my reg­u­lar sea­son is over. i was 4–1 on the week­end, and final­ly got my act togeth­er. the men’s squad is now 82–0 over three years of fenc­ing. and my time fenc­ing as a part of the team is almost up. the dri­ve back from East Lans­ing was quite an expe­ri­ence. the weath­er was awful. snow snow snow. a bunch of the team went out drink­ing. i would have liked to join them but as always, i’m flatass broke. today i will look for a job and try to write a poem in iambic pen­tame­ter. writ­ing with accent and meter is much hard­er than writ­ing nor­mal­ly.

Home, briefly

well i drove 4 hours home today. i’ll offi­cial­ly be here for three weeks although i am going to spend some time in Chica­go. as soon as i got home i began ‘nest­ing’ as my moth­er calls it, going through all of my stuff and run­ning around in cir­cles like a dog does to assert and make itself famil­iar with its ter­ri­to­ry. any­way, i was going through my file cab­i­net doing my year­ly pack­rat purge and i came across this one page sto­ry i wrote in 7th grade eng­lish class. i repro­duce it here in all it orig­i­nal hor­ri­ble­ness.

“Hey Skatch! Over here! The annu­al Dit­terbloknic came upon me unex­pect­ed­ly.” The Pysk rode her fer­ret toward the sound of the voice. “Her­an must of got­ten drunk again,” she thought. “Her­an, you imbe­cile, if you didn’t have a hang­over you would know that the Dit­terbloknic was last dek­tide.” (month) “Just free me,” Her­an mut­tered. The Pysk sighed. “Her­an you are the strangest Halfling I have ever known.” “Will you please free me?” the Halfling begged. The fer­ret chit­tered, and side­stepped ner­vous­ly. There were snuf­fling and grunt­ing sounds amidst the heather. The sky became streaked with pur­ple and green. Every­thing on the hori­zon became grotesque­ly twist­ed out of shape. The fer­ret begins to chase his tail. “Easy Zine, calm down, help Her­an!” Skatch shrieked. “I will if you ever free me!” Her­an roared. Sud­den­ly, all was calm. The fer­ret rolled on its side pant­i­ng. “Gee Skatch, the way you leapt off that fer­ret and ran to me almost makes me think you were wor­ried about me.” “I should prob­a­bly have left you to Shenar and the Jug­gers.” “Not them, they take pride in tor­ture, they think its fun­ny.” “Why once I heard that they stake you out on an anthill and pour hon­ey on your.” The Pysk shud­dered. “You last two or three days, but you go insane long before you die.” “Well I should prob­a­bly free you,” Skatch sighed. “I was begin­ning to think you nev­er would.” Skatch began to sing. Her song was low, light, and lilt­ing, but the song that the ground echoed back was a deep rum­ble. Her­an sprang free from his trap. “Yaha! Final­ly I am free!” Skatch and the fer­ret watched com­pla­cent­ly whlie Her­an danced around the din­gle. When he final­ly set­tled down Skatch had a con­fer­ence. “Now,” she said, “we must dis­cuss what has just hap­pened. These recur­ring time swirels are very strange, we must go to Shamino.” “Not that wiz­ard who thinks he’s a Mage,” the Halfling groaned. “Yes, him,” the Pysk said indig­nant­ly. “Now get off the ground and fol­low me.” The Pysk and Halfling stroll out of the din­gle and west to the wizard’s vil­la. The fer­ret, still pant­i­ng, trots behind.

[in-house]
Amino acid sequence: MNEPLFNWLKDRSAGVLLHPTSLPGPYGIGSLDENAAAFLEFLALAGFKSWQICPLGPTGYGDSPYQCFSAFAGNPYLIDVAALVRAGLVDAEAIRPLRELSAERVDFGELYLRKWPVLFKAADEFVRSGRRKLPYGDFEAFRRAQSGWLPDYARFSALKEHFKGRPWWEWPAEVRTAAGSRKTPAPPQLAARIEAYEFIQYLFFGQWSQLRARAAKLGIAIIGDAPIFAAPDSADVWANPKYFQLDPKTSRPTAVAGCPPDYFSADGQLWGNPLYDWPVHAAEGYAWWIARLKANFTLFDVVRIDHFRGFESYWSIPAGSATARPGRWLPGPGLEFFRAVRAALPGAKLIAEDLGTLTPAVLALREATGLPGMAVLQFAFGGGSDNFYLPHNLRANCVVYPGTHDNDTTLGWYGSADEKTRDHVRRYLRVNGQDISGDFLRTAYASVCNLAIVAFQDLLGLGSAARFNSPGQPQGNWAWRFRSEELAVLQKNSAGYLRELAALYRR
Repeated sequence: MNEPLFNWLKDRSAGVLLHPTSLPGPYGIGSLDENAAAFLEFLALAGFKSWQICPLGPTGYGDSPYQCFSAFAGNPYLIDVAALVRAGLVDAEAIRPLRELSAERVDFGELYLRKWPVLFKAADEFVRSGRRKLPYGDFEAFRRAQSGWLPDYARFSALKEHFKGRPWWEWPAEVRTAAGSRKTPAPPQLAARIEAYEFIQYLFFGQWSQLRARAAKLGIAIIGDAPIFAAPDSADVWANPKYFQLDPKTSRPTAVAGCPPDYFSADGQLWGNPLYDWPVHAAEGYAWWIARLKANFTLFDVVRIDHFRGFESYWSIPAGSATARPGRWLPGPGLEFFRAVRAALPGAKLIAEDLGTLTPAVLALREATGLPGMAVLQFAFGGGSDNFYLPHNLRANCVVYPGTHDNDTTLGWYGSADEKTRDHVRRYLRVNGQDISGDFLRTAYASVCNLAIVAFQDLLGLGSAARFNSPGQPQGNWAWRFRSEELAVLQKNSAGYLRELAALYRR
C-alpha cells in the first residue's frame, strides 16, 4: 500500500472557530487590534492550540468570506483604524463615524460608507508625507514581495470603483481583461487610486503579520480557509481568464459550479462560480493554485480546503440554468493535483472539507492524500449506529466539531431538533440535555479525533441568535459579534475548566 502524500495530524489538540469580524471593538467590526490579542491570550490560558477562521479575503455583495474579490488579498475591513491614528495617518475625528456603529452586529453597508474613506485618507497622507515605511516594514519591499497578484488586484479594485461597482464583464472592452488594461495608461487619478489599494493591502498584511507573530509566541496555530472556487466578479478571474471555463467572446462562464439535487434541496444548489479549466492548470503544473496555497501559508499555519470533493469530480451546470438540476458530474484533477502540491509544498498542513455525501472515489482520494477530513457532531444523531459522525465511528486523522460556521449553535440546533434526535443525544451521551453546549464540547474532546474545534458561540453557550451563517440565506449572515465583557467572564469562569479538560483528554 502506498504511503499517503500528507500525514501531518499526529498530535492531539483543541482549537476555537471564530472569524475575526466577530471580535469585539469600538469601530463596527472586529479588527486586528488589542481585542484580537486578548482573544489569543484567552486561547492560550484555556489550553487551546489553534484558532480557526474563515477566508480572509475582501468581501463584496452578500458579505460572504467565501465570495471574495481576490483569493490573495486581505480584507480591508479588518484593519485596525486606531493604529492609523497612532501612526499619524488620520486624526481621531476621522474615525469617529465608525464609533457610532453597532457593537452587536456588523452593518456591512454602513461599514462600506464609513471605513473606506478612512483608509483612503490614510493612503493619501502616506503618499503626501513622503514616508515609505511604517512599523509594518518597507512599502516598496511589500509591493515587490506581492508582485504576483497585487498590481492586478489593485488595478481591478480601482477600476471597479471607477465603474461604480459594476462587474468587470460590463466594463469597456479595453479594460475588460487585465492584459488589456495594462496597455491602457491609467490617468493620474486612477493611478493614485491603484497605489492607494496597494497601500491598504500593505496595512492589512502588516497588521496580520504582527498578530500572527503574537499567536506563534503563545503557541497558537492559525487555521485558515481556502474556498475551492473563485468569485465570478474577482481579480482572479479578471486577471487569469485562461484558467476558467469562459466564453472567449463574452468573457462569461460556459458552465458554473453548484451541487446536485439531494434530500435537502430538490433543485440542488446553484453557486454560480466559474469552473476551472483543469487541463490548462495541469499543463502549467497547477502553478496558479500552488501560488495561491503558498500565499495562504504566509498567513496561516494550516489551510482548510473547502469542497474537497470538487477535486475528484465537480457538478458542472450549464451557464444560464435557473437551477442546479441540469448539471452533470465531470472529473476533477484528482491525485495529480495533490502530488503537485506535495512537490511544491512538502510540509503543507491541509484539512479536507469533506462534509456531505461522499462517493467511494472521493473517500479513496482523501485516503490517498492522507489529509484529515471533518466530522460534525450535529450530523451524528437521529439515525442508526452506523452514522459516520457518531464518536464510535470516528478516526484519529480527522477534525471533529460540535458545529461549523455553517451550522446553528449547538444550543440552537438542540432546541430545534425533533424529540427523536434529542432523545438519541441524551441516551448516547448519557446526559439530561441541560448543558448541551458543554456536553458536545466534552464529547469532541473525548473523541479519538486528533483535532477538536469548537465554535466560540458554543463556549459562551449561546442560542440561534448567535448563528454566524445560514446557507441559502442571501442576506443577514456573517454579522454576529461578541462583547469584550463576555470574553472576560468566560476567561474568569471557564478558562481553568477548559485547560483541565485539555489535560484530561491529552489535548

The End (or is it)

Rewrit­ing that made me real­ize just how much i bas­tardized from oth­er sto­ries. jee­bus. its fun­ny to see my attempts at allit­er­a­tion and the big words i use gra­tu­itous­ly. i got a 30/20 on it. yeah extra cred­it points for pla­gia­riz­ing.

All Generalizations

cre­ative writ­ing is syn­the­sis, not analy­sis. when i write things i tend to decon­struct as i have been taught. i must learn to com­bine in order to give things mean­ing apart from what they already have. i hope that my expe­ri­ences here have not per­ma­nent­ly made me into the bit­ter man i am becom­ing. life after col­lege must be an improve­ment. works nev­er ends. peo­ple are capa­ble of unspeak­able acts of beau­ty and hor­ror. all gen­er­al­iza­tions are bad, includ­ing this one. check it. peace.